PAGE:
An annulment is a judicial declaration that a marriage is invalid. The marriage is regarded as legitimate until it is annulled. If the marriage is recognized by law and fits the requirements, you may seek to have it formally dissolved by filing for an annulment. Alternatively, a Declaration of Marriage Nullity may be submitted. This applies to unions that are already invalid or void due to factors that existed prior to the wedding.
Why Might a Marriage Be Annulled?
- the marital agreement secured through deception
- consent was blackmailed, coercive, or otherwise compromised
- no permission from parent(s)
- presence of Sexually Transmitted Disease (STD)
- conjugal impotence
- psychological instability
When a marriage is declared null and void, what factors are considered?
- the marriage occurred while one or both partners were under the age of 18
- the wedding ceremony was presided over by someone who was not permitted under national law
- insufficient documentation for marriage
- bigamous or polygamous
- disputable identities
- impairments resulting from mental illness
- successive unions
- inter-family marriages
The Hefty Price Tag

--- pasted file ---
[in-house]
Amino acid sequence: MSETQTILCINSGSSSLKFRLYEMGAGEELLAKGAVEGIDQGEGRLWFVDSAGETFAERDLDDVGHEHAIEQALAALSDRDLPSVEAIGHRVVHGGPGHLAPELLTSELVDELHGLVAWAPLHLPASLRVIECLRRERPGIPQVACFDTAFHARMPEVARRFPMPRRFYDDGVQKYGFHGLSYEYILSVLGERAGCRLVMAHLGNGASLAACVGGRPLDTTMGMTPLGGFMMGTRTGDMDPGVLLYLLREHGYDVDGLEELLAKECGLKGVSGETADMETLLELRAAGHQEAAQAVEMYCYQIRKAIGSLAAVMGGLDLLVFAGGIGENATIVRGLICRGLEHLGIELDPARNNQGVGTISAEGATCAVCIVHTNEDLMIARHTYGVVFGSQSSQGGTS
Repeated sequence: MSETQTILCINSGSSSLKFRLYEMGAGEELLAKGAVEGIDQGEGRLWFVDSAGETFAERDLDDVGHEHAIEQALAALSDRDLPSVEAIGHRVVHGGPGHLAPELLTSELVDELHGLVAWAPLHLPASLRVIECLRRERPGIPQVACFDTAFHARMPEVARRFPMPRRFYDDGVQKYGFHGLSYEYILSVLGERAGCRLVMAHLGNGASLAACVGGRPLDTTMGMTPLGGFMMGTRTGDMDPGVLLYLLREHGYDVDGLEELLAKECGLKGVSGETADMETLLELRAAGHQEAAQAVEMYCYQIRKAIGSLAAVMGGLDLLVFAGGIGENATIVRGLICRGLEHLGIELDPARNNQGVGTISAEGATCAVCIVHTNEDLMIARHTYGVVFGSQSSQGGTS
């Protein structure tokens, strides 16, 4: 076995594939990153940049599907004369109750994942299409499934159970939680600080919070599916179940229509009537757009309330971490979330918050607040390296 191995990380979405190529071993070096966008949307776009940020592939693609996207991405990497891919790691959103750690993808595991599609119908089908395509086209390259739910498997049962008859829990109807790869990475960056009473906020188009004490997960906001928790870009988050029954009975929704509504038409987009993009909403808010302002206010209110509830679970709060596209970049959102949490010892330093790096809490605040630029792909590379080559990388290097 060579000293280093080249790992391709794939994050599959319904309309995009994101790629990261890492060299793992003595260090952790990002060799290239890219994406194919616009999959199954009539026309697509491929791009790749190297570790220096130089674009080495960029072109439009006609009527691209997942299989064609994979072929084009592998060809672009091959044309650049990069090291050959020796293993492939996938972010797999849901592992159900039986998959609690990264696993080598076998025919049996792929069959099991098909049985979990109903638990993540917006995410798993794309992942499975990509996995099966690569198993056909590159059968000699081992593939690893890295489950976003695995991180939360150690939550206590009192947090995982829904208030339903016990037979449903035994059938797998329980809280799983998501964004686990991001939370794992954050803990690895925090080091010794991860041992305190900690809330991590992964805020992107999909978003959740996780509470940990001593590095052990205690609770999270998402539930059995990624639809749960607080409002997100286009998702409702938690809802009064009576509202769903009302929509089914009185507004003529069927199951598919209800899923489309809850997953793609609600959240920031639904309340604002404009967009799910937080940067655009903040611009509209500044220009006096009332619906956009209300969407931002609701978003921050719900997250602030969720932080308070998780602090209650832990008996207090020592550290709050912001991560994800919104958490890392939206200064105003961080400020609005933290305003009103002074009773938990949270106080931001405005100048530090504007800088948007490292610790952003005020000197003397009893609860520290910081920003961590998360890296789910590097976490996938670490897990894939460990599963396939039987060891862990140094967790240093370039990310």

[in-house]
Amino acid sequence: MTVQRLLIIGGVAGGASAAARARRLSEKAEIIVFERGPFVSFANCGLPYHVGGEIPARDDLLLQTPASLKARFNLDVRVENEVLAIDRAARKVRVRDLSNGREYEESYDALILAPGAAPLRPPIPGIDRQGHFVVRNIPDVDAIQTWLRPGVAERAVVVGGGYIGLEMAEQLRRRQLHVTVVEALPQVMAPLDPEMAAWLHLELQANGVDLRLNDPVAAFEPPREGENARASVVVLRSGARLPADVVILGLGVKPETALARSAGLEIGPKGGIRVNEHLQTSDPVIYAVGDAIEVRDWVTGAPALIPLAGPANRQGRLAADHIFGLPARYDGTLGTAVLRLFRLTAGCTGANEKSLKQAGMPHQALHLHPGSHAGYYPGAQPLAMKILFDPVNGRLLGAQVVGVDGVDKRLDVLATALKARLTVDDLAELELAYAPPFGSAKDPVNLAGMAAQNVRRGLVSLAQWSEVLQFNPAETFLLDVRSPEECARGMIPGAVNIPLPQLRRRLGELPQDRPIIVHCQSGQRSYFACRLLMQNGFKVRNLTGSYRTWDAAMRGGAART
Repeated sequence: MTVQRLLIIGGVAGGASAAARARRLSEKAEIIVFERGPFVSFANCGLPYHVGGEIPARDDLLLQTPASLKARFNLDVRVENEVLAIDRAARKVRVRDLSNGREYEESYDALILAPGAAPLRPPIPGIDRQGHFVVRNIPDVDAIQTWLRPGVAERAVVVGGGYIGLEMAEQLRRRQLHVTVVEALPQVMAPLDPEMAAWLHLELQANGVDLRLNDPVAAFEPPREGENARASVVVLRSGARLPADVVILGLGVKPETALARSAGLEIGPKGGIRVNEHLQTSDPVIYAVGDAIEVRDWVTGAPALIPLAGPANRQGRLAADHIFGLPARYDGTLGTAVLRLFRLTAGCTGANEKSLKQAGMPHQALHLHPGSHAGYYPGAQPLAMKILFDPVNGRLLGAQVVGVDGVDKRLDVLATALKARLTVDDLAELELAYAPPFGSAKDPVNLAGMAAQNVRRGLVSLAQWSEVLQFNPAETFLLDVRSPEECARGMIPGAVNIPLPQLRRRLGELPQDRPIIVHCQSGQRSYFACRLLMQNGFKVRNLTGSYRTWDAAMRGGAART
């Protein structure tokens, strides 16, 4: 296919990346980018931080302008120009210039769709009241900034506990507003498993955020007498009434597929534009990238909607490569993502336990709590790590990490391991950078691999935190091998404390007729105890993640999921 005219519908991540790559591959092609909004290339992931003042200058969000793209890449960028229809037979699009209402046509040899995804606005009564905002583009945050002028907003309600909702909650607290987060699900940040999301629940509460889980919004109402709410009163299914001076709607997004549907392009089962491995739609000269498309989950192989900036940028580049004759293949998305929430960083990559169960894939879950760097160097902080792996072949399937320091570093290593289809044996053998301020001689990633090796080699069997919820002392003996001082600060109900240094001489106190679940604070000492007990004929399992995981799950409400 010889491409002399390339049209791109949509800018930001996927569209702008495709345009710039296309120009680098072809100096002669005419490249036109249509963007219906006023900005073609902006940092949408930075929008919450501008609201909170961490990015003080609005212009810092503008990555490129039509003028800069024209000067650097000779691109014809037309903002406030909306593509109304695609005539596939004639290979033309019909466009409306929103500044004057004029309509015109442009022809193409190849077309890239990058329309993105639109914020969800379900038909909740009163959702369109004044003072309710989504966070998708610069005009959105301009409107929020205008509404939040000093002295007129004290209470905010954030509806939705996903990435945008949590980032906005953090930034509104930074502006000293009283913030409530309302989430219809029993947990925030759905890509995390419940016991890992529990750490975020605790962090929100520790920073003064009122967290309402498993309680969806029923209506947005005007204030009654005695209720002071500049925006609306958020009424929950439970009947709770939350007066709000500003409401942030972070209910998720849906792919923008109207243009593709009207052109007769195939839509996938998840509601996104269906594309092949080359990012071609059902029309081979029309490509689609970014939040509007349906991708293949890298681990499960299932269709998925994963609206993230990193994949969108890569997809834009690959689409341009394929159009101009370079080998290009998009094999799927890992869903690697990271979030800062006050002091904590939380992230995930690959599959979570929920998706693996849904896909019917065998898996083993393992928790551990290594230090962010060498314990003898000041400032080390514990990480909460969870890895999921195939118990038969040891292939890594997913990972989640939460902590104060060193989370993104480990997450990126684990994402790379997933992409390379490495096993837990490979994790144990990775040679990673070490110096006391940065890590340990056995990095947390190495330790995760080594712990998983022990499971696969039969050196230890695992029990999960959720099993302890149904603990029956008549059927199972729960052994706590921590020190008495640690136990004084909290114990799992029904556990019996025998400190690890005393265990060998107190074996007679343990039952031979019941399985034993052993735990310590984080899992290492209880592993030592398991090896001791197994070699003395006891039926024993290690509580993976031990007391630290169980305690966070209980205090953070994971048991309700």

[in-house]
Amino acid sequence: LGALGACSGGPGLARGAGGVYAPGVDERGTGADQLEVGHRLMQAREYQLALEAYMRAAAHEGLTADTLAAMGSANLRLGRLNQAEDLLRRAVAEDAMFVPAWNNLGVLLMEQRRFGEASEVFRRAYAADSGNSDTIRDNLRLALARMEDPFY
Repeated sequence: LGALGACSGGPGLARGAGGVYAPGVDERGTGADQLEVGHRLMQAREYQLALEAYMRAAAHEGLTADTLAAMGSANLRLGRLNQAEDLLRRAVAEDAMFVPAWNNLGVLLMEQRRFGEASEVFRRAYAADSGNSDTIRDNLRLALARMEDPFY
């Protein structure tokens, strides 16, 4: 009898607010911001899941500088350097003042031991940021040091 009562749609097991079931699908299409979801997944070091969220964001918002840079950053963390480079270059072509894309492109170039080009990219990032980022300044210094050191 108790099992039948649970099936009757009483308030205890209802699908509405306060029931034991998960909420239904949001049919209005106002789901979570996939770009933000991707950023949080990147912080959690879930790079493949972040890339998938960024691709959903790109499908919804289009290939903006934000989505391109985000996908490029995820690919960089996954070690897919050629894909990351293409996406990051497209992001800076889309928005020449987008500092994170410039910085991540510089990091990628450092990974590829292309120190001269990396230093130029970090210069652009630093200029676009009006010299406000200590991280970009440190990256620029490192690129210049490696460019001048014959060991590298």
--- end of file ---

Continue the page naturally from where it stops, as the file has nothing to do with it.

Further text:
Getting an annulment in the Philippines might set you anywhere from P200,000 to P 600,000. That is, provided the opposite party does not object to the annulment. The cost of an annulment in the Philippines might easily exceed one million pesos if your spouse contests it or if there are complicated issues related to property or child custody.
The costs associated with getting an annulment in the Philippines are broken out below.
1. Acceptance Fee from the Attorney
Prices range roughly between P100,000 and P600,000. In the Philippines, legal expenses make up a significant portion of the overall cost of getting an annulment. The cost of hiring a lawyer to handle your annulment case will depend on how much expertise they have. Lawyers with more years of practice will naturally demand higher rates. Furthermore, large organizations charge more than smaller ones do, either on a per-hour or flat-rate basis. The costs of an annulment lawsuit might be further inflated by the inclusion of sub-issues such as property, custody, and support.